We are starting again, in some different, weird new way, but we are going back to the life we were used to.
We complained, and rightly so, about missing our loved ones, our jobs, our routine, all our favourite places and all the things of which “the other” was a fundamental part. But we didn’t try to think that maybe this was the perfect occasion to stop and focus on ourselves - on our self.
In art, you don’t activate feelings or movements. You recognize them. Art is a human phenomenon, and its events are characterized by stimulating, exciting, or sentimental episodes, common challenges and revelations. Art is neither a hobby, nor an art gallery luxury let alone an elitist phenomenon. Art is life, community, real images, slices of life and recognition.
Among the many artistic themes, portraiture is the most introspective one, the one that tries to answer the question that everyone has asked themselves at least once in their life: “Who am I?”.
A portrait is not the same thing as a self-portrait. Representing your own face through the use of lines and colours is something else, a deeper and more painful investigation, a passage from the dimension of “yours” to the dimension of “mine”: an “I”.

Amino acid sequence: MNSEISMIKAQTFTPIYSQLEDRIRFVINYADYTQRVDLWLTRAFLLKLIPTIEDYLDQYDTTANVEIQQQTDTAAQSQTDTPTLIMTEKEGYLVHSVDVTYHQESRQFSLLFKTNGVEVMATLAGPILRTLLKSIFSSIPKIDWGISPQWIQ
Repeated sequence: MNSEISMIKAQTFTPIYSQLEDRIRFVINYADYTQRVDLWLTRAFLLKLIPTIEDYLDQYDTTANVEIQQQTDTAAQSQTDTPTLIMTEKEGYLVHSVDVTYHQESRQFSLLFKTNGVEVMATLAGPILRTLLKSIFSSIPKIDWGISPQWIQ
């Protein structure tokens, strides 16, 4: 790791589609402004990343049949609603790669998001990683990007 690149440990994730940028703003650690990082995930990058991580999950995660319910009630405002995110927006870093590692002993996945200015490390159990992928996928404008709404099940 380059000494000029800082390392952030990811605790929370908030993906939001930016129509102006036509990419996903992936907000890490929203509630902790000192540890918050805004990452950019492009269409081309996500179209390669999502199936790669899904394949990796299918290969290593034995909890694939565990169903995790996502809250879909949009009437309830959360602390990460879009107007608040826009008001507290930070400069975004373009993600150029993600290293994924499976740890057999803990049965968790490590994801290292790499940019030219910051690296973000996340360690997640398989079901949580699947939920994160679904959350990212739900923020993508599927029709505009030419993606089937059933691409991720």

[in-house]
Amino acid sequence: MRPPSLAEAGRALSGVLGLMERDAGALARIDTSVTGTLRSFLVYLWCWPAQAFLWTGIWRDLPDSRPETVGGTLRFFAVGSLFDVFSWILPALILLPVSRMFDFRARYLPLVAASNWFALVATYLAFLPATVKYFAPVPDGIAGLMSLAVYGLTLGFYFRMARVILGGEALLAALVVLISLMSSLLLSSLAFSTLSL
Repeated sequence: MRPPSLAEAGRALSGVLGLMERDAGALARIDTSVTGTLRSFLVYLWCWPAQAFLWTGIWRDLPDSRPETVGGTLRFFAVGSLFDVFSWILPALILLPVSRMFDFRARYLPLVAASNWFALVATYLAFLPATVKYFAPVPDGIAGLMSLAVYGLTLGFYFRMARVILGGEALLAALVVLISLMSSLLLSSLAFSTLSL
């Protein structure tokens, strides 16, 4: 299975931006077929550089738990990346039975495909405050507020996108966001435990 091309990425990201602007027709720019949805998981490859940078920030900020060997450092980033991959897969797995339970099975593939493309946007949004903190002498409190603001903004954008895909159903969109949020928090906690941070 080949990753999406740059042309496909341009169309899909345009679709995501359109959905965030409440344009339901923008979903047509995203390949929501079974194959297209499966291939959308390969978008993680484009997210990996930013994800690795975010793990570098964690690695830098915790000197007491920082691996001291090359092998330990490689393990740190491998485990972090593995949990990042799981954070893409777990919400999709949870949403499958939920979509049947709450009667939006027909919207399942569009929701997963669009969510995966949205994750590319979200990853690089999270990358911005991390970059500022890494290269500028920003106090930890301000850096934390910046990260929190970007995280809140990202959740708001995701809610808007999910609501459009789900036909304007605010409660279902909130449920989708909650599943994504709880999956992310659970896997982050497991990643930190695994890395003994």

The self-portrait represents for the painter a difficult path full of traps, a delicate moment in which the mirror portrays him and his ego, his figure is split in two, he is both agent-subject and patient-object, he is both model and artist.
You recognize them. Art is a human phenomenon, and its events are characterized by stimulating, exciting, or sentimental episodes, common challenges and revelations
For a man of faith, the all-seeing eye of God could represent the only gaze that observes and judges him, even if he finds himself among a multitude of gazes. On the contrary, in a self-portrait, the only investigating eye is that of the painter, who inevitably judges and observes himself, while in the portrait one relies on an unknown gaze, and this reliance is always full of expectations, with a different point of view but certainly full of vanity.
So, who should we trace the origin of the self-portrait to, if not Narcissus? The one who somehow handed the mirror over to us as an inheritance? He paid a high price for self-knowledge.
One of the most exemplary and fascinating self-portraits of all times is that of Johannes Gumpp. Here, the artist shows himself no less than three times: from behind, in a mirror, and on a canvas. In this painting, Gummp recreates a true individual introspection, where he is one and triune, an exaltation of his own self looking at himself, in the mirror, and looking at us from the canvas, all enclosed in a circle, the symbol of perfection and infinity. He shows and reveals himself through his figure as well as through an inscription that reads: “Johanes Gumpp / mi 20 Jare / 1646”.
Of course, Van Gogh couldn’t possibly know that more than a century later, the entire world would see his home as trivial and petty, just like he did, having found himself living his apartments like a prison, in a harsh physical and psychological state